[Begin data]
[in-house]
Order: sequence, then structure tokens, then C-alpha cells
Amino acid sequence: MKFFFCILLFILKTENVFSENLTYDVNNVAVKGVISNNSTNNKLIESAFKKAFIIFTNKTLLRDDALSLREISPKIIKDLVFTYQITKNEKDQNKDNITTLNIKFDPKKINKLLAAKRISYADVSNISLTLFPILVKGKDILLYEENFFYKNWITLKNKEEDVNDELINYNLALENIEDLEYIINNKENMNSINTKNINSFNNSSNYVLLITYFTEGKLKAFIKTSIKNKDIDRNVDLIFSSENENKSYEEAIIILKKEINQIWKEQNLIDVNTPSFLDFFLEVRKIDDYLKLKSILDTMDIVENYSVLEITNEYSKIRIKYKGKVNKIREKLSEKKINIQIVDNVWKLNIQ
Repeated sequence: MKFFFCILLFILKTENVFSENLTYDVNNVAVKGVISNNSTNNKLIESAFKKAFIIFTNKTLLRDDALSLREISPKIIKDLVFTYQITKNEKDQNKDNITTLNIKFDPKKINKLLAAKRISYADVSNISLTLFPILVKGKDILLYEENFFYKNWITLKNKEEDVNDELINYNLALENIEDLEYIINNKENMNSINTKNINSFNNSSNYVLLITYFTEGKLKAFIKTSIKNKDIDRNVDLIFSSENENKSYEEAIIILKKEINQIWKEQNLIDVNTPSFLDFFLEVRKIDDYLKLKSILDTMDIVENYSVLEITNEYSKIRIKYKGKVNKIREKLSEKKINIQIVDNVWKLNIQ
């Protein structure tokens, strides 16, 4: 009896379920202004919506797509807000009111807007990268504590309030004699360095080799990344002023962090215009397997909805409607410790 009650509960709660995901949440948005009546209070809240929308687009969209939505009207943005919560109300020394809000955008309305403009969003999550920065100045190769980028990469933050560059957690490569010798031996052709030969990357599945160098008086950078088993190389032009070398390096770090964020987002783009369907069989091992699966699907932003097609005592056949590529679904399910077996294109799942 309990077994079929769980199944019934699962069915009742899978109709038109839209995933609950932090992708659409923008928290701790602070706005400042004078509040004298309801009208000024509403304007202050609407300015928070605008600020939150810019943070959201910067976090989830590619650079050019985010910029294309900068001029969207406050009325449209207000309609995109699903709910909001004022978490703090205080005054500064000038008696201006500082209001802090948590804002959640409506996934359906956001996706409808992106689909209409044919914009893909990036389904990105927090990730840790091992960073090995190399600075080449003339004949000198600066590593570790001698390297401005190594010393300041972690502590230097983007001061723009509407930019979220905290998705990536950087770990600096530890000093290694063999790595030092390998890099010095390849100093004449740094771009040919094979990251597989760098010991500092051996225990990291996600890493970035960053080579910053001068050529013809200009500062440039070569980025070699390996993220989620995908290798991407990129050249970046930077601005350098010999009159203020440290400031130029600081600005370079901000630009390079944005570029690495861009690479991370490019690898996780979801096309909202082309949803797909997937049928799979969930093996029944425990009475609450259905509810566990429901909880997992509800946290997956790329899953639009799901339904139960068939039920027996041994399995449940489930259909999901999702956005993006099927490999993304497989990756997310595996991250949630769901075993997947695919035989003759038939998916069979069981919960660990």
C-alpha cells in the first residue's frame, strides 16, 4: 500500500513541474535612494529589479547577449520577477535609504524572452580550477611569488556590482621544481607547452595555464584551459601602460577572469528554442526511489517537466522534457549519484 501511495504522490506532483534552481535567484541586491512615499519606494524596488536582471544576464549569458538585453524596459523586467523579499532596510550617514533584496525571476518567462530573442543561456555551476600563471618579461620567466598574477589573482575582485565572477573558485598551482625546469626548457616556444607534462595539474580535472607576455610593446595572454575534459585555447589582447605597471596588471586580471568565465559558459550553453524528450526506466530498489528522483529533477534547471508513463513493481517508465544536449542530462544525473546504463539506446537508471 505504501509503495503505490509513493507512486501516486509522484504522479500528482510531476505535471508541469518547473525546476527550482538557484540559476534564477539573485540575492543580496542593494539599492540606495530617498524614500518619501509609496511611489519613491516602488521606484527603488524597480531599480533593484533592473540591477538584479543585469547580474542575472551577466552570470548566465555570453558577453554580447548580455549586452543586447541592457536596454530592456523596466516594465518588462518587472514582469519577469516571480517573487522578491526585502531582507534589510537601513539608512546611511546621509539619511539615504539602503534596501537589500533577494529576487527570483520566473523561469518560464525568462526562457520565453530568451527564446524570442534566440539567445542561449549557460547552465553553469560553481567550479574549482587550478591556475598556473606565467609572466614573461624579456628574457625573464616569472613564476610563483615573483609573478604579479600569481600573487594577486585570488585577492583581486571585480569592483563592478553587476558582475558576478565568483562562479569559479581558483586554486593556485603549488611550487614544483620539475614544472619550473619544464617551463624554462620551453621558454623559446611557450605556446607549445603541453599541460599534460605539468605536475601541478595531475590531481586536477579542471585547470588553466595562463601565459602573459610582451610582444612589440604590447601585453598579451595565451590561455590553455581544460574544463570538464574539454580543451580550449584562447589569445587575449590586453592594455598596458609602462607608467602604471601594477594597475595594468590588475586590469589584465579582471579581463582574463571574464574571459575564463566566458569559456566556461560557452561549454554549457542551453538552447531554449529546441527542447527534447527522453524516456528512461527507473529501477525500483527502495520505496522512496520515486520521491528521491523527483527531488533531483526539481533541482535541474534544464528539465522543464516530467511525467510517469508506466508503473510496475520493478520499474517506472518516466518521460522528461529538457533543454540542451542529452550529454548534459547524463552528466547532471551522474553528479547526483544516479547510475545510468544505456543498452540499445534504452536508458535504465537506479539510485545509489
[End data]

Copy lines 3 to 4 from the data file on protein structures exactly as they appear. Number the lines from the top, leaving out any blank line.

Amino acid sequence: MKFFFCILLFILKTENVFSENLTYDVNNVAVKGVISNNSTNNKLIESAFKKAFIIFTNKTLLRDDALSLREISPKIIKDLVFTYQITKNEKDQNKDNITTLNIKFDPKKINKLLAAKRISYADVSNISLTLFPILVKGKDILLYEENFFYKNWITLKNKEEDVNDELINYNLALENIEDLEYIINNKENMNSINTKNINSFNNSSNYVLLITYFTEGKLKAFIKTSIKNKDIDRNVDLIFSSENENKSYEEAIIILKKEINQIWKEQNLIDVNTPSFLDFFLEVRKIDDYLKLKSILDTMDIVENYSVLEITNEYSKIRIKYKGKVNKIREKLSEKKINIQIVDNVWKLNIQ
Repeated sequence: MKFFFCILLFILKTENVFSENLTYDVNNVAVKGVISNNSTNNKLIESAFKKAFIIFTNKTLLRDDALSLREISPKIIKDLVFTYQITKNEKDQNKDNITTLNIKFDPKKINKLLAAKRISYADVSNISLTLFPILVKGKDILLYEENFFYKNWITLKNKEEDVNDELINYNLALENIEDLEYIINNKENMNSINTKNINSFNNSSNYVLLITYFTEGKLKAFIKTSIKNKDIDRNVDLIFSSENENKSYEEAIIILKKEINQIWKEQNLIDVNTPSFLDFFLEVRKIDDYLKLKSILDTMDIVENYSVLEITNEYSKIRIKYKGKVNKIREKLSEKKINIQIVDNVWKLNIQ